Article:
Now that Sisters of Sorrow is out, I can talk a little bit about how that scenario came to be.
The Great War has always fascinated me, both as a historical period and as a setting for RPG scenarios. It seems uniquely suited to a horror setting, as well as being a conflict that, from a Keeper's perspective, involves so many different potential ideas. You could literally do anything, anywhere; a Great War scenario set in Africa, or the Pacific, is as feasible as one set in the trenches on the Western Front. A Keeper could set the scenario set entirely aboard a zeppelin, or a cruise liner, could have spies infiltrating the New York docks, a conflict in the Italian mountainside, Japanese soldiers in a bayonet charge, or German internees awaiting their fate after the Siege of Tsingtao. Any nation, any setting the Keeper can think of, and the War provides it.
I hadn't intended becoming Pelgrane's go-to for Great War scenarios, but they're a lot of fun to do, and I hope to make more of them. That said, there are times when I run smack against a scenario problem that takes some thinking to solve, and Sisters of Sorrow was one of those times.
I had intended to write a completely different kind of scenario, something more on par with Red October. It would have been a haunted house at sea, with the players creeping around the once-familiar corridors of the U-Boat, never entirely sure what they would find around the next corner. I had the rough idea sketched out in my head before I started the research.
If this incident taught me anything, it's to do the research before coming up with any clever ideas. There was a glaring problem with my plan, and that problem was, there isn't enough room aboard a sub of the period to swing a cat. It's difficult to get hold of a comprehensive sketch, but Submarine Warfare of Today and Diary of a U-Boat Commander, both hosted by Project Gutenberg, give pretty reasonable accounts of life on board a submarine. I can't believe even for a moment that the Diary is genuine, bearing in mind how it's written and what happens in it - Polish spies, ye Gods! - but some of the scenes are probably accurate enough, as far as setting goes.Submarine Warfare was much more useful to me, and many of the illustrations in it could prove helpful to a Keeper running Sisters.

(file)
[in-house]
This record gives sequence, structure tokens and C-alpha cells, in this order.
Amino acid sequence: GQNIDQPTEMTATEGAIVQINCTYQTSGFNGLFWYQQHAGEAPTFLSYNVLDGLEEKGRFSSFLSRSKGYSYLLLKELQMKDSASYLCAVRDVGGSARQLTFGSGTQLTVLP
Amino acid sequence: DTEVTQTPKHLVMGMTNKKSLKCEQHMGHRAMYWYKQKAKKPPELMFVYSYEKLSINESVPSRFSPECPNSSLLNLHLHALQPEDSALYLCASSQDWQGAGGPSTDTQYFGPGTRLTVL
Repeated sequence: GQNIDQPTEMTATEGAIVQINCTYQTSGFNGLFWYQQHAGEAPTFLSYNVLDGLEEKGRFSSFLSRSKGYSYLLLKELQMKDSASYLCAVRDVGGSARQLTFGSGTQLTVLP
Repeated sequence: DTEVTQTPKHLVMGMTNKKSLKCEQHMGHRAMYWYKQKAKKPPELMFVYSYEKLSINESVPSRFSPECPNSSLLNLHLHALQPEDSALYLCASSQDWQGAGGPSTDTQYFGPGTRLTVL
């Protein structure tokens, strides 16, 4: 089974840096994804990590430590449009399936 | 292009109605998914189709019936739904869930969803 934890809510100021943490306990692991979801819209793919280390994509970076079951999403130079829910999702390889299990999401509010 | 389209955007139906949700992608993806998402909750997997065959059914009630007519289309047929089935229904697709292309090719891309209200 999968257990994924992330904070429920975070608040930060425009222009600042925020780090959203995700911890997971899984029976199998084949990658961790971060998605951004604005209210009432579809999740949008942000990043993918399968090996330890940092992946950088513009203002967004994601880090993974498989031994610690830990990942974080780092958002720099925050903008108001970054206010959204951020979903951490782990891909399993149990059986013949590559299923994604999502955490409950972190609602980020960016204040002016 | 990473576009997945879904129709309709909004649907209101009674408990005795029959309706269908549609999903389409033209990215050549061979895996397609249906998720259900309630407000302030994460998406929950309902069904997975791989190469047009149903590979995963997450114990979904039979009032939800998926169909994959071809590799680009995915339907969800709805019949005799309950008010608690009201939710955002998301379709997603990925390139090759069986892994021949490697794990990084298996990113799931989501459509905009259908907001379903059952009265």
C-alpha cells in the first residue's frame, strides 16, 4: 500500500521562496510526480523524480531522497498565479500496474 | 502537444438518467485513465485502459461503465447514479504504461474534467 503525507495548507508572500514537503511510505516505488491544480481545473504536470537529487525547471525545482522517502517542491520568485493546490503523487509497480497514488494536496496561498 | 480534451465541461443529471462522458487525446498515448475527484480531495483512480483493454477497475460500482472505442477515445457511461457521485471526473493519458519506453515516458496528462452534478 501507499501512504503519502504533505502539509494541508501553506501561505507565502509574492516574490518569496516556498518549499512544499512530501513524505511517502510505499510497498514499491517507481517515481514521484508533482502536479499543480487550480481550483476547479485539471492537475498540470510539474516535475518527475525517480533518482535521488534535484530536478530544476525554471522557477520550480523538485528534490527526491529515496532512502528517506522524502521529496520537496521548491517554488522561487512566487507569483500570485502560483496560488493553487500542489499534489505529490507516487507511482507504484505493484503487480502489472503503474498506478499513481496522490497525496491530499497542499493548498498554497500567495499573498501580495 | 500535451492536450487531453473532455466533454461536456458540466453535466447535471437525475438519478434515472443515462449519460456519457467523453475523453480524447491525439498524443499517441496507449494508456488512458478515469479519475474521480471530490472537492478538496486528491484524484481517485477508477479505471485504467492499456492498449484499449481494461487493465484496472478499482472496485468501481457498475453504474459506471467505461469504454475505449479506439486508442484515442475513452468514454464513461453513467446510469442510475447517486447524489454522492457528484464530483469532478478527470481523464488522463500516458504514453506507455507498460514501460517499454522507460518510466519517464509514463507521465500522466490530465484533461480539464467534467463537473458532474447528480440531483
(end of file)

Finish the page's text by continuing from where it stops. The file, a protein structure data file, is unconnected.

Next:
But I had a problem: there was no way the complicated haunted-house story I had in mind could play out on a tiny little thing barely fifty foot long. If every single crewman stood up at once - assuming they could - they'd fill the boat from end to end. The very idea that someone could get lost in one was silly; it'd be simpler to imagine someone not being able to find their way out of a public toilet.
In some ways, scenario writers are crippled by a reliance on historical accuracy; it prevents them taking advantage of an idea, and seeing how it could play out. Yet there's no way a Cthulhu audience would tolerate any significant deviation from historical fact, not when the facts are available to anyone who cares to look. It's odd, when you consider that Lovecraft's U-Boat story featured not just portholes, but also diving suits and the means of deploying them, that players insist on strict accuracy. But then, I suspect there aren't that many who really like The Temple. Incidentally, for those who enjoy coincidences, the real U-29 sank on its first voyage in 1915, thanks to prompt action by HMS Dreadnough.
Meanwhile the real UC-12 had seven patrols to its credit, when it was sunk by its own mines in 1915. All of its crew went down with the boat, most - if not all - probably killed in the explosion.
However the problem presented me with its own solution. A situation in which people are crammed together in a stifling, small space, helpless in the face of danger; that breeds paranoia and fear. It's not unlike Night of the Living Dead, funnily enough, but the interplay of characters was what made that move really interesting ... and then I realized I had my solution, ready-made.
Of course, I don't intend to discuss that here. Read the scenario, if you're interested in finding out what happens next.